Most council bosses believe integrated social care and health won’t generate savings

Survey of council leaders and chief executives also reveals concerns about delivery of essential services over next five years

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(Picture credit: OJO Images/Rex Features)

The majority of local authority chief executives and council leaders don’t believe integrating health and social care will generate cost savings for their local authorities, according to a report by consultancy firm PWC.

The report, based on a survey of 125 UK council leaders and chief executives, found that 85% of bosses agreed that integration would improve care outcomes but only a third (32%) felt it would generate savings for their local authority.

When asked about barriers to integrated care, respondents highlighted a conflict in culture between local authorities and NHS providers and commissioners, funding pressures and misaligned incentives.

“The main barrier to integrated care is that our neighbouring local authorities ‘do not get it’. Some organisations do not get the bigger picture in fear that they may not exist as a result,” said one chief executive.

Another said: “Many in the health service believe they will be bailed out financially and so don’t fully embrace the need for change.”

Respondents were split on their views of the Better Care Fund, the £3.8bn pooled budget between adult social care and NHS that is due to start in April 2015. Asked if the fund had positively impacted their ability to deliver better public services, 30% agreed, 30% disagreed and 40% were neutral. Respondents said the “short timescale” was the biggest challenge to making the fund work, the PwC report said.

The report, PWC’s fourth annual survey of local authorities, also found that eight out of 10 councils leaders believed some councils would fail to deliver essential services within the next five years. Nine out of 10 thought some local authorities would run into serious financial problems over the same period.

The research also surveyed 2,000 members of the public. Just 35% accepted the need to reduce or close services in their area, a drop of 10 percentage points from 2011.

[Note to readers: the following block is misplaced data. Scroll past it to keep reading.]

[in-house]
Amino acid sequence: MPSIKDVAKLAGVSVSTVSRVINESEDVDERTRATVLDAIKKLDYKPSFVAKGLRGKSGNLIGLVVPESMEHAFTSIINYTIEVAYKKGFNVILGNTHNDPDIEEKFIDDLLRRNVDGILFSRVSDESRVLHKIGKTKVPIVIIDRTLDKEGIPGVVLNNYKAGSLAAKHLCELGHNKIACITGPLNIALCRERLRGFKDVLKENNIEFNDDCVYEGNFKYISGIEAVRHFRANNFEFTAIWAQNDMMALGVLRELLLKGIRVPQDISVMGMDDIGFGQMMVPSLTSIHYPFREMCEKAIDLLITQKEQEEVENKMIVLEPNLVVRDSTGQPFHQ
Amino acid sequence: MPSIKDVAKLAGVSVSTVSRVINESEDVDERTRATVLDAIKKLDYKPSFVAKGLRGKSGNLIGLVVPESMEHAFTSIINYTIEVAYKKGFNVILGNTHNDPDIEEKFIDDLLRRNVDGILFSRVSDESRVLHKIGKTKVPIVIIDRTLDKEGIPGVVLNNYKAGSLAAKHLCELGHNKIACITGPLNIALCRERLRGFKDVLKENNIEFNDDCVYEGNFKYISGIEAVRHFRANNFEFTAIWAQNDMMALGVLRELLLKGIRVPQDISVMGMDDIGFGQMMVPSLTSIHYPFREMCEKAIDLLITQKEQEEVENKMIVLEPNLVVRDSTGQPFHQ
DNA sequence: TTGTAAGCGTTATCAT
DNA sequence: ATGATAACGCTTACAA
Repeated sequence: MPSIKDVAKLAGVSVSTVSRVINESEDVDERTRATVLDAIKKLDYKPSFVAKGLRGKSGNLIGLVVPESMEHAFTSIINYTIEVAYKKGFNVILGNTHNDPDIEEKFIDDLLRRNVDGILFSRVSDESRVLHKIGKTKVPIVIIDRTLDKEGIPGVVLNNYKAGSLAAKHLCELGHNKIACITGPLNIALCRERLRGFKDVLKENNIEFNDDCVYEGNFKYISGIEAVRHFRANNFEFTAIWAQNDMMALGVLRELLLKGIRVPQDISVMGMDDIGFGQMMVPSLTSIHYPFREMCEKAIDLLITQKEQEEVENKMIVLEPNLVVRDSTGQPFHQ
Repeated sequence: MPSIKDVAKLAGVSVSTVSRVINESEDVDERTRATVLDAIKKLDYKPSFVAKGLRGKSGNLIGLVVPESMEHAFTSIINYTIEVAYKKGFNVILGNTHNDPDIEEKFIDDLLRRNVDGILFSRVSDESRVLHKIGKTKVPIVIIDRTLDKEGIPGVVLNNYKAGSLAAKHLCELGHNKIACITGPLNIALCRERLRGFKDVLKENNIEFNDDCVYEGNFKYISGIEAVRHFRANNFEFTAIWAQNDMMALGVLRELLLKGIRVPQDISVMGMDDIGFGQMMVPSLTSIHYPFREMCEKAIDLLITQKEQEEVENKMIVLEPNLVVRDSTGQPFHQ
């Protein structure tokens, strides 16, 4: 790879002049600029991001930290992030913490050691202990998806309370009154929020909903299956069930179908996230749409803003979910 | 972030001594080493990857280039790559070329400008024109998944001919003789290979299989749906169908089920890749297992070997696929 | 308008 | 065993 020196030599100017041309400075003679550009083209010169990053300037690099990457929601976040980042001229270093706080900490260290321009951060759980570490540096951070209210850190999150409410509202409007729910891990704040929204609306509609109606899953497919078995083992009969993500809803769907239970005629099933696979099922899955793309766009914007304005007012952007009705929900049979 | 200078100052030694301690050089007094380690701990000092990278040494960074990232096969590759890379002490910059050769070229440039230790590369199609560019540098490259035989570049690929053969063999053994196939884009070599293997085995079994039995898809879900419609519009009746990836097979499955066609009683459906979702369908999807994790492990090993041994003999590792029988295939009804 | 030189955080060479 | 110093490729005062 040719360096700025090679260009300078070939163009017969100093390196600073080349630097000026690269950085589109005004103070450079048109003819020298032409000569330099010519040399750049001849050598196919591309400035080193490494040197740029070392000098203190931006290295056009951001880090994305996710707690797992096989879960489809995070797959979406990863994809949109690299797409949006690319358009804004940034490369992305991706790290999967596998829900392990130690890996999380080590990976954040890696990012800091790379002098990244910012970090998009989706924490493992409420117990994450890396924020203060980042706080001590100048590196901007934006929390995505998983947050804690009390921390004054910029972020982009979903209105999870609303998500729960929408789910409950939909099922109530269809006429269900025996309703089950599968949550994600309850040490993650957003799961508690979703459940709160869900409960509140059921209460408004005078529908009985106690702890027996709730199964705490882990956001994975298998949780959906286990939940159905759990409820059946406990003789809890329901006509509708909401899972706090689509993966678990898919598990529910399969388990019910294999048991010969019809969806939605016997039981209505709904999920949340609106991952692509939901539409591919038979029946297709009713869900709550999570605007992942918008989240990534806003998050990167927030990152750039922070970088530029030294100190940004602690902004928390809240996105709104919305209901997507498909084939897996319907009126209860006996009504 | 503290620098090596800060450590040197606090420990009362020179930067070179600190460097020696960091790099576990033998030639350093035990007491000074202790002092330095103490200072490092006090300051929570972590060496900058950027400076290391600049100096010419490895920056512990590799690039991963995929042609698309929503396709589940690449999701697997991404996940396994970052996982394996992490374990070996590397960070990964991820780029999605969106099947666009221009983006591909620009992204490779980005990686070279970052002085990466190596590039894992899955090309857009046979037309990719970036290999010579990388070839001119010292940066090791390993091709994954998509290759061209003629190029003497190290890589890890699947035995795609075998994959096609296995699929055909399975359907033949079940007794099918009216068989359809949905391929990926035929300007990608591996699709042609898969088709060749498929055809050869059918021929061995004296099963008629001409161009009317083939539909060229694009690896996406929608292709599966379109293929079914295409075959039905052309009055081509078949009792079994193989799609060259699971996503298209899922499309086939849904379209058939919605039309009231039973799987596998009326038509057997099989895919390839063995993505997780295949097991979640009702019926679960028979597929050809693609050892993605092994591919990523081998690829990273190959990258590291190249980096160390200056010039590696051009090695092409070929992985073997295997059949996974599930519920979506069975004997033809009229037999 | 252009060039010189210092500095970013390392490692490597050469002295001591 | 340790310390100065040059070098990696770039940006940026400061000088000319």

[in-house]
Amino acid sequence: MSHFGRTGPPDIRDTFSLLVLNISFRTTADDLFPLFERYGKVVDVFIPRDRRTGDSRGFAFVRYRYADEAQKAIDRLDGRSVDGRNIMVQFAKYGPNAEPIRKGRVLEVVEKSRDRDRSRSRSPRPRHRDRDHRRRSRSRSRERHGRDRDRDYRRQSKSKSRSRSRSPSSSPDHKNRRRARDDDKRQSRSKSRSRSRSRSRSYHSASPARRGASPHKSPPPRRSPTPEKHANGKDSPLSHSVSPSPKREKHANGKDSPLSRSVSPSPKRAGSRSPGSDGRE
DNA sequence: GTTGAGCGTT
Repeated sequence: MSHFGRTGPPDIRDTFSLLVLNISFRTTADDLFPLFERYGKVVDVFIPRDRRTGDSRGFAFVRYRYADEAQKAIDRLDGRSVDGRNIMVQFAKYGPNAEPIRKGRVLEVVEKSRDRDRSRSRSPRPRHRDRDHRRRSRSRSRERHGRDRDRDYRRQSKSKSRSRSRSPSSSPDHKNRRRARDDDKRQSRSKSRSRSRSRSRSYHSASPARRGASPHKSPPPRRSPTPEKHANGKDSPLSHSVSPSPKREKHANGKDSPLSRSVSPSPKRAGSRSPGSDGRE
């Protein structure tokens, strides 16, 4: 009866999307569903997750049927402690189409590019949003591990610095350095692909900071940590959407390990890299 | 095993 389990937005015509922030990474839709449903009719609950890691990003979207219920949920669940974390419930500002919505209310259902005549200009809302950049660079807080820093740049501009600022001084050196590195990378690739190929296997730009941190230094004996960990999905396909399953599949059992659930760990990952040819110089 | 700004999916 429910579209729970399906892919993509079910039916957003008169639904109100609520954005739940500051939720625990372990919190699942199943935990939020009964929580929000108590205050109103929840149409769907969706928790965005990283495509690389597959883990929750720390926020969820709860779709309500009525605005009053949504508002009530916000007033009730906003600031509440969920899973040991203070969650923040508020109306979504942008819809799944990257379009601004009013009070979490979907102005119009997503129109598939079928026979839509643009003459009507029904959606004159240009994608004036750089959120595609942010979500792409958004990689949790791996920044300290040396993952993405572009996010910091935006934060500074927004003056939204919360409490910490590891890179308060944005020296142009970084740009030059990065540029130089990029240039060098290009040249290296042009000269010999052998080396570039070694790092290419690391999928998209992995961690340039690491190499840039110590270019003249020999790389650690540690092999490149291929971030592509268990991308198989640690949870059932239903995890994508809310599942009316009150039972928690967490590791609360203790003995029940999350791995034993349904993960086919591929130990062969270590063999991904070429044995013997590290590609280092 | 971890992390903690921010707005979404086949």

Graeme McDonald, director of local authority chief executives group Solace, said: “Understandably the public are now very concerned about the impact of these cuts on their community and their own lives, as reflected by acceptance reducing for these changes.

“Integration is key for the future of local public services as budgets continue to be reduced. It drives efficiency, but more importantly enables early intervention and prevention.”

3 Responses to Most council bosses believe integrated social care and health won’t generate savings

  1. Alan June 14, 2014 at 9:17 am #

    If saving can be made it is a bonus but surely the biggest priority in getting rid of that gap is to get those in need the best service possible. Another comment that shows the biggest error in Social Care is that it is service lead and not user lead (Person Centred) as it should be.

  2. Terry McClatchey June 15, 2014 at 3:26 pm #

    It is not in anyway contradictory to believe that better outcomes for services users will not match with savings to LAs. In most cases transfers from hospital to social care or nursing home care means increased LA (or personal) costs even where the net actual overall cost reduces.

    The real block to integrated care is the difference in funding regimes between NHS care that is centrally funded by taxpayers and social care that is locally funded and means-testable. The care bill entrances this difference and there is no indication that government (of any colour) intends to do anything to resolve this fundamental anomoly. While it is unresolved, it is disingenuous to blame managers for giving priority to balancing the budgets for which they are accountable.

  3. Neil Clarke June 17, 2014 at 4:49 pm #

    The concern has to be that NHS managers will see this as another opportunity to cost shunt to patients and local authorities. We already see thousands of people denied Continuing Healthcare funding (unless they take their appeals to the Ombudsman or the courts), and hospitals and CCGs using the accusation of bed-blocking to pressurise local authorities into providing health care for people leaving hospital.

    Integration is fine and may provide some modest savings – it will not be a panacea.